|25 years ago on April 27, 1989 soldiers try to strop students entering Tiananmen Sq.|
Imagine for a moment that for 51 days of demonstrations beginning on April 15, 1989 thousands of students gathered nonviolently to protest and demand reforms. Protests had taken place before in China in 1986, but had not been sustained. This time, in part due to the regime's demonizing of the student demonstrators, the protests grew and did not dissolve.
Unfortunately, the student opposition also had its issues with strategy. Gene Sharp in the documentary How to Start a Revolution described what he witnessed during his visit to China in the summer of 1989:
I’d gone to Beijing after the Tiananmen Square protests were well underway. That whole event, which it should be remembered, was not just in Beijing, but reportedly in 350 other cities of China, similar protests were going on, but they were not planned. They were not prepared. There was no strategic decision. There was no advanced decision how long you stay in the square and when you leave. What became very clear to me in retrospect was that the students in the square were operating with great commitment and bravery, but they really didn’t know what the hell they were doing. The students had no plan. They were improvising all the way through, and later on we know that many of those Chinese people who were out on the streets, in another day, were shot and killed. The attitude that you simply improvise and improvisation will bring you greater success is nonsense. Exactly the opposite – that if you don’t know what you’re doing, you’re likely to get into big trouble.Michael Nagler, in his recently published handbook on nonviolent action wrote about specific tactical mistakes made by the Tiananmen Square student demonstrators. Back in 2011 when advising members of the Occupy Wall Street Movement he touched on the danger of hanging on to symbolic spaces indefinitely:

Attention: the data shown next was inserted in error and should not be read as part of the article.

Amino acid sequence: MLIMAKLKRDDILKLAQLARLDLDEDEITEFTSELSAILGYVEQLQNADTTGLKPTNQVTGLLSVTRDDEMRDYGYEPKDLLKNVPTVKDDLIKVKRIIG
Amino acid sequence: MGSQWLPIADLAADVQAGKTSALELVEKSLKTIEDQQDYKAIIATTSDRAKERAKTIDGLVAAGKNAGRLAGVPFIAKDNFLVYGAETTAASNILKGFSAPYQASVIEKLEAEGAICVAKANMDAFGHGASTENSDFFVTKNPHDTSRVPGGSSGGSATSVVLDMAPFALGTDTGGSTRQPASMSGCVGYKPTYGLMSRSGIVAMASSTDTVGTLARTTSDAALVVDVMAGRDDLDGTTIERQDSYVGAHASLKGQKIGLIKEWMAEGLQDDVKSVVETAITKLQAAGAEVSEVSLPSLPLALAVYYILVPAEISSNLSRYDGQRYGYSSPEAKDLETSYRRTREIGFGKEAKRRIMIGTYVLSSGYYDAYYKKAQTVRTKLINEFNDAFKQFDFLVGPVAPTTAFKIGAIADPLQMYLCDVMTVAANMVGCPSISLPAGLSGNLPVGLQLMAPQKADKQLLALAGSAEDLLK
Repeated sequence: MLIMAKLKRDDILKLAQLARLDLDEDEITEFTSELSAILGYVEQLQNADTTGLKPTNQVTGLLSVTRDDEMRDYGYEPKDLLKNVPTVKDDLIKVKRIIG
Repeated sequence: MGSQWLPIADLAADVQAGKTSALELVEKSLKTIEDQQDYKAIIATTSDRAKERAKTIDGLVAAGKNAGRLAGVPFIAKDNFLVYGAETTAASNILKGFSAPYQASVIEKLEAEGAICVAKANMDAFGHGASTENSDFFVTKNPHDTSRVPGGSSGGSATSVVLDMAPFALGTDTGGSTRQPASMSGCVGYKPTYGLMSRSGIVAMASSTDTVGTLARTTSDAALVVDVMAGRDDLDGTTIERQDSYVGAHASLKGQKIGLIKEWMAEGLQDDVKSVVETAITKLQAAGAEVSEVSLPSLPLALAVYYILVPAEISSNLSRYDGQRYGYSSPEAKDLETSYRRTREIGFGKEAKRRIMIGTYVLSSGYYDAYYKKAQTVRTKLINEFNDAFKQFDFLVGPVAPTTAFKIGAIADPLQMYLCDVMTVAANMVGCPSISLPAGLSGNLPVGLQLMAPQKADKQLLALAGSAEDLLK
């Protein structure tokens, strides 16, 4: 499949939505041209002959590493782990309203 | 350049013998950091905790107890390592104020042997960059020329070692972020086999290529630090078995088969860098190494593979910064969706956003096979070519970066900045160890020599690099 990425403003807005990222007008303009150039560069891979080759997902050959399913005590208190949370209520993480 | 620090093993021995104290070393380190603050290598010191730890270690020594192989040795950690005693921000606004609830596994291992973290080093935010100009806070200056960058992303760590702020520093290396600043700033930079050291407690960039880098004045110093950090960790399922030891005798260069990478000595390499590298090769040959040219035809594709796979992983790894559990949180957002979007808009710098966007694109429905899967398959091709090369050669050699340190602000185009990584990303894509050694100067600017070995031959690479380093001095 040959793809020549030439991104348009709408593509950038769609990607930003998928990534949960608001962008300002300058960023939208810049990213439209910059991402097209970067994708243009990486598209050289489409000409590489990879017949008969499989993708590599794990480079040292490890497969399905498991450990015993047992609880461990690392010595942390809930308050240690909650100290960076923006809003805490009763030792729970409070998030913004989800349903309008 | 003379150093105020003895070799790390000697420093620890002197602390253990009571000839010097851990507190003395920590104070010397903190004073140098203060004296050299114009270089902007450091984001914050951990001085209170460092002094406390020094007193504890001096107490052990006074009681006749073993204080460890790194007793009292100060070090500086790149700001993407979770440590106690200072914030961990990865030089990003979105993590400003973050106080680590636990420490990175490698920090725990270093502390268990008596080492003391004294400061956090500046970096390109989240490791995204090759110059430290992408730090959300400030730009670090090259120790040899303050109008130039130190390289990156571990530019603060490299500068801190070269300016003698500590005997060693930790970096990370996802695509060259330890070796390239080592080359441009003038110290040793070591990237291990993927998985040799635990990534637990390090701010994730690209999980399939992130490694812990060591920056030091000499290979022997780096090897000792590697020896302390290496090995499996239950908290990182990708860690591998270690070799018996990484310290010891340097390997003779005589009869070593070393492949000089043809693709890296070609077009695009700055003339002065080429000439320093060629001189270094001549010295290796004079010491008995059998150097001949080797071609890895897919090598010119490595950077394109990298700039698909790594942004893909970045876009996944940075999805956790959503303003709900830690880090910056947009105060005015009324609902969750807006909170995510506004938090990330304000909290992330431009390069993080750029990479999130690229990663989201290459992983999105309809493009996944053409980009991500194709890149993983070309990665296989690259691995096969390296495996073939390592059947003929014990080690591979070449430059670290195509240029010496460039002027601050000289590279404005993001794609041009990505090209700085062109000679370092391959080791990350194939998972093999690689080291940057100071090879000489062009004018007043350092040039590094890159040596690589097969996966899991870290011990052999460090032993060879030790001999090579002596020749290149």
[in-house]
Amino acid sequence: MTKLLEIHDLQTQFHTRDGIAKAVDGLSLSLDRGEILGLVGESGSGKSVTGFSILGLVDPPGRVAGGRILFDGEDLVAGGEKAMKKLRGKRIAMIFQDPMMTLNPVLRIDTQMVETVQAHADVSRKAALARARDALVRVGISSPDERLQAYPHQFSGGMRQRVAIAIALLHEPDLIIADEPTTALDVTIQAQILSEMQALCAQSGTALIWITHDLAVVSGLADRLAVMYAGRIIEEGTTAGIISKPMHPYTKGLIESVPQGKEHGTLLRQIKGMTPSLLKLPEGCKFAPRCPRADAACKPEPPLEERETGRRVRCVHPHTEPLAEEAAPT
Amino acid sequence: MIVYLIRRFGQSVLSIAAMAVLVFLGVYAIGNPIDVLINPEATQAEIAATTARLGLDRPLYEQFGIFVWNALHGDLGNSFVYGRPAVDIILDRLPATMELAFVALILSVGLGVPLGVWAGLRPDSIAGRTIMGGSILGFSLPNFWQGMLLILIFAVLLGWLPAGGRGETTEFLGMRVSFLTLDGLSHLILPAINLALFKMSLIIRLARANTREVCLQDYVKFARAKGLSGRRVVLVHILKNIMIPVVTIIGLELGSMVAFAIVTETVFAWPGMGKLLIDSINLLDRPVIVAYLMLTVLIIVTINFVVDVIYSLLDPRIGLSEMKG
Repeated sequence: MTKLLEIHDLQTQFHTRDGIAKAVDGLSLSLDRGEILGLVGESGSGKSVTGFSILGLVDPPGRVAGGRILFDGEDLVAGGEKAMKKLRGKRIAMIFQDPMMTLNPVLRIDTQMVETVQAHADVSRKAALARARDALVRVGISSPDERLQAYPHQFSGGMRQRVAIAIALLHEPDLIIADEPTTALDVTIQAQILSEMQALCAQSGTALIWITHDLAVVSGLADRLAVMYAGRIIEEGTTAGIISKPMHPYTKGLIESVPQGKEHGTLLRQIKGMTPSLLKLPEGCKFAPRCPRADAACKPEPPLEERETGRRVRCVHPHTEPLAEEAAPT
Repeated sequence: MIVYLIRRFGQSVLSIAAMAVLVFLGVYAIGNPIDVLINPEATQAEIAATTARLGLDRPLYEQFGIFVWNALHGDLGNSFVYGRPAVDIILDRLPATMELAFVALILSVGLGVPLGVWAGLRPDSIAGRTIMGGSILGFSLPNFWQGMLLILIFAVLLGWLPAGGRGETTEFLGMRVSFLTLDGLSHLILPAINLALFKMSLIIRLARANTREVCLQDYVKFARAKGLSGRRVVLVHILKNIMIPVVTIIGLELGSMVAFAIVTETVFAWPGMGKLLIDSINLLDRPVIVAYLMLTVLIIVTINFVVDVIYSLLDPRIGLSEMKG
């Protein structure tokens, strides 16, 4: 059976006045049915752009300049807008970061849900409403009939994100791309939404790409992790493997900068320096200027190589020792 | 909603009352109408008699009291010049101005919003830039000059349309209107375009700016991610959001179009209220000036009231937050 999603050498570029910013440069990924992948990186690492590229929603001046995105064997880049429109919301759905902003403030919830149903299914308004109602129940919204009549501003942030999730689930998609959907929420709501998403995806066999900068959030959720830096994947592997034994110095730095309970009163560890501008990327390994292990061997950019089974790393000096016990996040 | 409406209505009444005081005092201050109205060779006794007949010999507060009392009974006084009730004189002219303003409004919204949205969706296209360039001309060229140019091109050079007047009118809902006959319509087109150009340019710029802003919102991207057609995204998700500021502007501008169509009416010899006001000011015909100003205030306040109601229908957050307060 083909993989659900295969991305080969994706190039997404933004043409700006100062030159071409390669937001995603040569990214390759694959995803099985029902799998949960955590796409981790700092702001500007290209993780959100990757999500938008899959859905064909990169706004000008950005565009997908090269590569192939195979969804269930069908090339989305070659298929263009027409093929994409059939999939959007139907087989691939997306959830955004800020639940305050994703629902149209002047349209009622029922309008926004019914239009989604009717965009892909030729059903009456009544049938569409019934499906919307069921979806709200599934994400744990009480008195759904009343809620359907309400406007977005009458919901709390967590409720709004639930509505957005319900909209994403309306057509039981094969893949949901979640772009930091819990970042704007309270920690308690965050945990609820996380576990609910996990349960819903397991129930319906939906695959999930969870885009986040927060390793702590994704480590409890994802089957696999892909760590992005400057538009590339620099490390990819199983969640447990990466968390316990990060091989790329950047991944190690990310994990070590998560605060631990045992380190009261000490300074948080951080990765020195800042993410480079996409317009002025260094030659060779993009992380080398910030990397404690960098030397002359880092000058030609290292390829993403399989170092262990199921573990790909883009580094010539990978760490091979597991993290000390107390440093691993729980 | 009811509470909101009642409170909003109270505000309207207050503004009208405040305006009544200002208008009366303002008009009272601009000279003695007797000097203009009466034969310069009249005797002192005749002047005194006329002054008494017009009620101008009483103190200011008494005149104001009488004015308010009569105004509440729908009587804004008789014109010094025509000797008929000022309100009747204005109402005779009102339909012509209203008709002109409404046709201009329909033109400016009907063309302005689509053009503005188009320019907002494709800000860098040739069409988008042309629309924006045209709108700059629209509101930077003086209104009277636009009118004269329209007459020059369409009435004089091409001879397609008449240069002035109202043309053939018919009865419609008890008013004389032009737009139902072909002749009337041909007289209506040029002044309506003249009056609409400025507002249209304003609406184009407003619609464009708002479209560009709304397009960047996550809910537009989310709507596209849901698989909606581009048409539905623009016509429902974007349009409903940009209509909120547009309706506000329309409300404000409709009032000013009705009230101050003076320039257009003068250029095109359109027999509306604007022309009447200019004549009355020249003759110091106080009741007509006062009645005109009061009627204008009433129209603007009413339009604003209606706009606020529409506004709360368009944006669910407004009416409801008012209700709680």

This struggle is not about particular pieces of real estate but the institutions that may be associated with them—iconically, of course, Wall Street. And it would be a bad strategy—it’s always bad strategy—to hold on to symbols, especially when they make you an easy, concentrated target.
The Metta Center for Nonviolence has a working definition of nonviolence that emerges from first principles:
Nonviolence is a compelling force that works in the social field to draw people together, often by courageously resisting injustice on one hand, but refusing to inflict suffering, on the other hand. This force, accessible to each one of us by virtue of our human being is engaged whenever we resist but do not repress a separating drive like fear or anger.
Effective nonviolent action is about identifying the pillars of power of a regime along with existing injustice and designing a strategy with the appropriate tactics to end the injustice and usher in social change that respects the dignity and rights of all persons. The Albert Einstein Institute explains how it works within a strategic mindset:
Nonviolent action works by getting a population to withdraw its support and obedience from the opponents. By getting key groups to withdraw their consent, nonviolent action is able to remove the sources of power for a regime or opponent group.At the height of the student movement in China, over one million people marched in the streets of Beijing. This movement ended with the government's crackdown and the Beijing massacre of June 4. Below is the documentary, The Gate of Heavenly Peace, that captures the days of protest leading up to the crackdown and the massacre. Nonviolent resisters should learn as much as they can about this important movement both its successes and failures. Finally, the struggle for a free China continues to the present day and needs our solidarity.